Richard and CP24 anchor Stephanie Smythe have a look at the weekend’s new movies, the up-close-and-personal action of “Jack Reacher: Never Go Back,” the supernatural thrills of “Ouija: Origin of Evil,” the spy comedy “Keeping Up with the Joneses” and the new Canadian indie “Mean Dreams.”
Richard sits in with Marcia MacMillan to have a look at the weekend’s new movies, the up-close-and-personal action of “Jack Reacher: Never Go Back,” the supernatural thrills of “Ouija: Origin of Evil,” the spy comedy “Keeping Up with the Joneses” and the new Canadian indie “Mean Dreams.”
It’s hard to know how to classify “Keeping Up with the Joneses,” a new film starring Jon Hamm, Gal Gadot, Isla Fisher and Zach Galifianakis. Billed as an action comedy, it contains as many laughs as your average Jason Bourne movie, and as much action as your typical comedy. If anything, it’s a study of quietly desperate suburban life. Now that’s a barrel of laughs!
Karen and Jeff Gaffney (Fisher and Galifianakis) live a quiet life on a quiet Atlanta residential cul-de-sac. He’s a people person, a sensitive HR head at tech giant MBI, she’s a designer and neighbourhood busybody. He doesn’t like spicy food, she doesn’t like the new, impossibly good looking couple, Natalie and Tim Jones (Gal Gadot and Jon Hamm), who have moved in across the street.
Tim is a travel writer who speaks many languages, Natalie devotes time to charity and does a food blog. The couples seem to have nothing in common—the Gaffney’s idea of travelling is going to Epcot. “You can do every country in like three blocks.”—and yet a friendship is struck until some snooping reveals the neighbourhood newbies are actually spies working on a case. Seems the cul-de-sac is a hotbed of international intrigue and the Gaffneys may be involved.
“Keeping Up with the Joneses” is an odd couples movie with so few laughs its hard to believe it was directed by the Greg Mottola, who also gave us “Superbad” and the ET comedy “Paul.” The ‘they’re not who they seem to be’ premise is either a classic or a tired bit, depending on your point of view. Either way a twist or two could have freshened the screwball idea up but instead Mottola shrugs off the heavy lifting to Galifianakis and Fisher. Both can be funny and both will do almost anything to get a laugh but no amount of slapstick and face pulling can inject yuks into what is a sitcom idea stretched thin.
But at least there’s some action, right? Not so fast. There are a handful of tame action sequences synced to lame music that appears lifted from 1980s action adventure TV show.
So, with few laughs and lame action what’s left? Hamm’s rugged good looks? Gadot’s cheekbones? Check and check, both are on display but their genetic gifts are not enough to make their characters interesting.
“Keeping Up with the Joneses” will make you jones for laughs and action.
Adventureland is one of those movies in which the setting—the time and place—are more interesting than the characters that populate it. Set in a rundown amusement park during the Regan years, it’s a coming of age story of James (The Squid and the Whale’s Jesse Eisenberg), a sensitive teen whose plans of moving to New York to attend grad school at Columbia are derailed when his father is downsized and money becomes tight. To get out of Pittsburgh and his stultifying suburban life he needs to get a job. Trouble is he has no skills, just a degree in Renaissance studies and, “Unless someone wants help restoring a fresco,” he says, “I’m screwed.” He eventually lands a gig at Adventureland handing out stuffed animals to the few carnival goers lucky enough to beat the amusement park’s rigged games.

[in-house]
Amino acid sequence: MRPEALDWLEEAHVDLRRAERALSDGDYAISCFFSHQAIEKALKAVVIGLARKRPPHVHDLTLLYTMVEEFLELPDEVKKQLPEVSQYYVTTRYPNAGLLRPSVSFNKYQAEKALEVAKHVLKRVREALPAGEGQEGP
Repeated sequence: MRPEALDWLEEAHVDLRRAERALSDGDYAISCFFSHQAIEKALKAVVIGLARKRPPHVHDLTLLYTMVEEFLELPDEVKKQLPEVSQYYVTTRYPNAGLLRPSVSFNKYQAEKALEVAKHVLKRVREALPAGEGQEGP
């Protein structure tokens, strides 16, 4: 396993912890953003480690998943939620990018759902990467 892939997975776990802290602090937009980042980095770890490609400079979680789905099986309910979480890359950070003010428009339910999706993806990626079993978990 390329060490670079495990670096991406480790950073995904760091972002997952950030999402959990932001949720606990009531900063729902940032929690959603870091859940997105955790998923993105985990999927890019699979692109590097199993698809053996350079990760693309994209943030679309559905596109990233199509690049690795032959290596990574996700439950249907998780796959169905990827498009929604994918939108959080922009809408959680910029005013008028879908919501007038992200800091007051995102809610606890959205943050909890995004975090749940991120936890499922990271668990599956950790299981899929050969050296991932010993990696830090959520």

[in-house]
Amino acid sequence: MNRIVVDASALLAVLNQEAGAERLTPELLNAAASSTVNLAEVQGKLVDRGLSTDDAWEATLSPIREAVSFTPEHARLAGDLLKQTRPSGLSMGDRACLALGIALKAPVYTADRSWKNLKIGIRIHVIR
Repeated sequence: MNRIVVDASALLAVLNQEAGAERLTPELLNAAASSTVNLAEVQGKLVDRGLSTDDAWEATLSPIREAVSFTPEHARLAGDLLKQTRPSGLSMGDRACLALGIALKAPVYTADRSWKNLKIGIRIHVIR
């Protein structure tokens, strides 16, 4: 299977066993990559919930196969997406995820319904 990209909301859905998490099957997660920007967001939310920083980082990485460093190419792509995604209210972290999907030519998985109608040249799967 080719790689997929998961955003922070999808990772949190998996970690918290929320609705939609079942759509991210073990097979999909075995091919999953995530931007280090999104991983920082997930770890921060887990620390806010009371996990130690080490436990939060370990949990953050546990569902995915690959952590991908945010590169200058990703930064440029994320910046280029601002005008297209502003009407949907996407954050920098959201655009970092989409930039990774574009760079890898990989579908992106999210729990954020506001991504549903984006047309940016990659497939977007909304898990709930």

The characters at the park seem like an interesting bunch. There’s the part-time musician, womanizer and maintenance man Connell (Ryan Reynolds), who claims to have jammed with Lou Reed, even though he refers to one of Reed’s best known songs as Shed A Little Love instead of Satellite of Love; his best friend from grade four Tommy Frigo (Matt Bush) who wears a t-shirt that says “I’m Frigo! Kapeesh!!” and has the unsettling habit of punching James below the belt two or three times a day; the pipe-smoking Joel (Martin Starr), a self loathing Gogol obsessed intellectual who characterizes their jobs as the “work of pathetic morons” and Em (Kirsten Stewart) a pretty but dour tomboy who favors baggy Lou Reed t-shirts.
It’s an interesting canvas but director Greg Mottola, who based the screenplay on his own experiences of working at the real-life Adventureland, doesn’t bring the same kind of zip to the situations or characters as he did in his last movie, the sublime Superbad.
Adventureland breathes the same air as its predecessor but is much different in tone. The goofy guys in Superbad are gone, replaced by James, a young boy who early on makes a mixed tape for Em of his favorite bummer songs, including Lou Reed’s doleful Pale Blues Eyes, which sets the movie’s downbeat tone.
This is not to say there aren’t humorous moments. Bill Hader shines as the larger-than-life park manager and James’s story about his mom reading his diary—he had to start writing it in Italian to throw her off—is hilarious but the overall tone is sweet rather than funny.
As James Eisenberg is appealing enough, but I’m guessing after the success of Twilight this movie will find an audience based on the popularity of co-star Kristen Stewart. Since playing Bella in the vampire franchise she’s become a hot item, and with her naturally down turned mouth she does sullen like no other young actress working today.
Adentureland, with it’s carefully picked 80s soundtrack and close attention to period details is an interesting time capsule of the decade of greed from a teenager’s perspective. I just wish I had cared more about the characters and less about the set decoration.